That General Synod commend and encourage the work of the Project on French/English Relations, both in its project officer and advisory group, and express its hope that consultation among the Anglican diocese in the Province of Quebec will continue so that Christians may engage creatively in the issues confronting both French and English people. CARRIED ACT 66
[Text of report as found on page 143 of the General Synod Journal]
PROJECT IN FRENCH-ENGLISH RELATIONS
November 15th, 1976 is likely to join the list of the "most important dates" in Canadian history. It was the day that the Parti-Quebecois came into power. It is a coincidence, but nevertheless a significant coincidence, that about the same time the National Executive Council of the Anglican Church of Canada approved the setting up of a Project in French-English Relations.
The immediate proposal came through a resolution in the Inter-Church Relations Committee endorsing the "appointment of a person to assist the Anglican Church of Canada to understand and involve itself at all levels in the cultural and religious content of Quebec, and French-Canada". Suggestions for such an initiative, going back many years to various individuals and groups, drew support from the experience of General Synod meeting in Quebec City in 1975. Canon R.M. Turpin of Montreal was appointed, on a part-time basis effective January 1st, 1977, to act as the Primate's representative in French-English relations and to work closely with the Bishops having jurisdiction in Quebec. It was agreed that these Dioceses -- Quebec, Montreal, Ottawa, Moosonee, Arctic and Algoma -- should appoint representatives as a Support Group to help Canon Turpin.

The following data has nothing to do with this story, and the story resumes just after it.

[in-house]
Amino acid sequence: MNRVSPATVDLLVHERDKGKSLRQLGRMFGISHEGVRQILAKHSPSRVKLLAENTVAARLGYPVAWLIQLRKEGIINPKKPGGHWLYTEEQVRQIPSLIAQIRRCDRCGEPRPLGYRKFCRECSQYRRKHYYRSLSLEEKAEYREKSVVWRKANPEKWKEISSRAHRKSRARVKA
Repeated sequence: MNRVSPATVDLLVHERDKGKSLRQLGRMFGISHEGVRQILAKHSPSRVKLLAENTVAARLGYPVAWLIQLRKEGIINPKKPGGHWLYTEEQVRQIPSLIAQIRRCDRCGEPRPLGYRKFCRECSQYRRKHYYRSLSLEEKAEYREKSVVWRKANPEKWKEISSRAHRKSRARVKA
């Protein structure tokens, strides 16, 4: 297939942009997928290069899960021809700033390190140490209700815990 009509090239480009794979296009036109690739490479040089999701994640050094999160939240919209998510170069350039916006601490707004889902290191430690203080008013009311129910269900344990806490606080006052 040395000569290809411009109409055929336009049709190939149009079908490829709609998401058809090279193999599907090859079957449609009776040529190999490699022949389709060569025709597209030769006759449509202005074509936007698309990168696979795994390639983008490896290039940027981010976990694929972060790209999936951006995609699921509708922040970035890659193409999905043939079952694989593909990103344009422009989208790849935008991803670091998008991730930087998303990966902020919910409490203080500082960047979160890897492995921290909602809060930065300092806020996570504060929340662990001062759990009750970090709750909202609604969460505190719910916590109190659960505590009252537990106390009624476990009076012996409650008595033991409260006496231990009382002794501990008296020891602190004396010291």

In talking to French-speaking Roman Catholics and to Anglicans in Quebec, it has become apparent that this Project must involve far more than what is currently understood by "ecumenical relations". On the one hand, the temper of the times makes the subject of Canadian unity of great consequence to Anglicans all across Canada. On the other hand, the Anglican Church in Quebec has been brought face to face with the challenge of how best to witness and to minister in the rapidly changing Quebec.
In these first months of the Project Canon Turpin has been attending a variety of events where the French Roman Catholic Church is involved in the life of Quebec, and has listened to many views about what is happening in society at large. With the Support Group reporting the different concerns of the Anglicans throughout Quebec, urban and rural, north and south, it is now possible to define a number of practical measures for inter-diocesan cooperation. A summary of these thoughts and activities was presented at the May meeting of the National Executive Council. It is planned that these interrelated subjects of English-French relations and of the Anglican Church's ministry in Quebec will form part of the agenda when General Synod meets in Calgary in August .